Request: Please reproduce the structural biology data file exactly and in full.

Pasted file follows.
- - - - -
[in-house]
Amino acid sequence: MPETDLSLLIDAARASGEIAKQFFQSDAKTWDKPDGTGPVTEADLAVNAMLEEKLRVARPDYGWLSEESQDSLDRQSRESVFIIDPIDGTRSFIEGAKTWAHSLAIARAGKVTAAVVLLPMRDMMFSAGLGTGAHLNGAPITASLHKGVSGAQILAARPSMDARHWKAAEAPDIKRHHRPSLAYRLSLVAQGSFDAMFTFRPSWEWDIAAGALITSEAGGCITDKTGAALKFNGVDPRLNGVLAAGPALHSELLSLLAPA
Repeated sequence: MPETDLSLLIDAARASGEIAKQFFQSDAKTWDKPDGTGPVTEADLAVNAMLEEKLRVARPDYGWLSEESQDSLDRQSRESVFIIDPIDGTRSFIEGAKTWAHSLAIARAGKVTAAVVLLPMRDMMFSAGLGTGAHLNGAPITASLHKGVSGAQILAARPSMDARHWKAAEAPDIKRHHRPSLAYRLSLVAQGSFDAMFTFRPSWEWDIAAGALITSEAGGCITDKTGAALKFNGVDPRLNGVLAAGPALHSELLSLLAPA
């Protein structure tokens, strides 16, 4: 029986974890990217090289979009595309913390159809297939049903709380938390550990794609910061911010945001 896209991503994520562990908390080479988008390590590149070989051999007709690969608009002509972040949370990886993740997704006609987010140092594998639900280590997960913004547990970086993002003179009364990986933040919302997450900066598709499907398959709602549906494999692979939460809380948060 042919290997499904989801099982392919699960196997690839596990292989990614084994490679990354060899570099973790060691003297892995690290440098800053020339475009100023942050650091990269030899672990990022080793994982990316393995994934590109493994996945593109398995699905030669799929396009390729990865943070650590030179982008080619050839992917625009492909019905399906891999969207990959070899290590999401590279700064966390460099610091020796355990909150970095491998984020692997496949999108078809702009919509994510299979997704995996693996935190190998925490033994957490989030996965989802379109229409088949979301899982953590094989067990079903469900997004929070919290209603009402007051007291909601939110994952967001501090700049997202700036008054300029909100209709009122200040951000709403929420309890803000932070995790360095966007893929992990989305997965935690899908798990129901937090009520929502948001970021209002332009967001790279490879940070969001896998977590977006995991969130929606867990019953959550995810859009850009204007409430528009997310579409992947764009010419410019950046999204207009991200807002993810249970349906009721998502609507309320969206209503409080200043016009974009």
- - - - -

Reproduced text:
[in-house]
Amino acid sequence: MPETDLSLLIDAARASGEIAKQFFQSDAKTWDKPDGTGPVTEADLAVNAMLEEKLRVARPDYGWLSEESQDSLDRQSRESVFIIDPIDGTRSFIEGAKTWAHSLAIARAGKVTAAVVLLPMRDMMFSAGLGTGAHLNGAPITASLHKGVSGAQILAARPSMDARHWKAAEAPDIKRHHRPSLAYRLSLVAQGSFDAMFTFRPSWEWDIAAGALITSEAGGCITDKTGAALKFNGVDPRLNGVLAAGPALHSELLSLLAPA
Repeated sequence: MPETDLSLLIDAARASGEIAKQFFQSDAKTWDKPDGTGPVTEADLAVNAMLEEKLRVARPDYGWLSEESQDSLDRQSRESVFIIDPIDGTRSFIEGAKTWAHSLAIARAGKVTAAVVLLPMRDMMFSAGLGTGAHLNGAPITASLHKGVSGAQILAARPSMDARHWKAAEAPDIKRHHRPSLAYRLSLVAQGSFDAMFTFRPSWEWDIAAGALITSEAGGCITDKTGAALKFNGVDPRLNGVLAAGPALHSELLSLLAPA
């Protein structure tokens, strides 16, 4: 029986974890990217090289979009595309913390159809297939049903709380938390550990794609910061911010945001 896209991503994520562990908390080479988008390590590149070989051999007709690969608009002509972040949370990886993740997704006609987010140092594998639900280590997960913004547990970086993002003179009364990986933040919302997450900066598709499907398959709602549906494999692979939460809380948060 042919290997499904989801099982392919699960196997690839596990292989990614084994490679990354060899570099973790060691003297892995690290440098800053020339475009100023942050650091990269030899672990990022080793994982990316393995994934590109493994996945593109398995699905030669799929396009390729990865943070650590030179982008080619050839992917625009492909019905399906891999969207990959070899290590999401590279700064966390460099610091020796355990909150970095491998984020692997496949999108078809702009919509994510299979997704995996693996935190190998925490033994957490989030996965989802379109229409088949979301899982953590094989067990079903469900997004929070919290209603009402007051007291909601939110994952967001501090700049997202700036008054300029909100209709009122200040951000709403929420309890803000932070995790360095966007893929992990989305997965935690899908798990129901937090009520929502948001970021209002332009967001790279490879940070969001896998977590977006995991969130929606867990019953959550995810859009850009204007409430528009997310579409992947764009010419410019950046999204207009991200807002993810249970349906009721998502609507309320969206209503409080200043016009974009």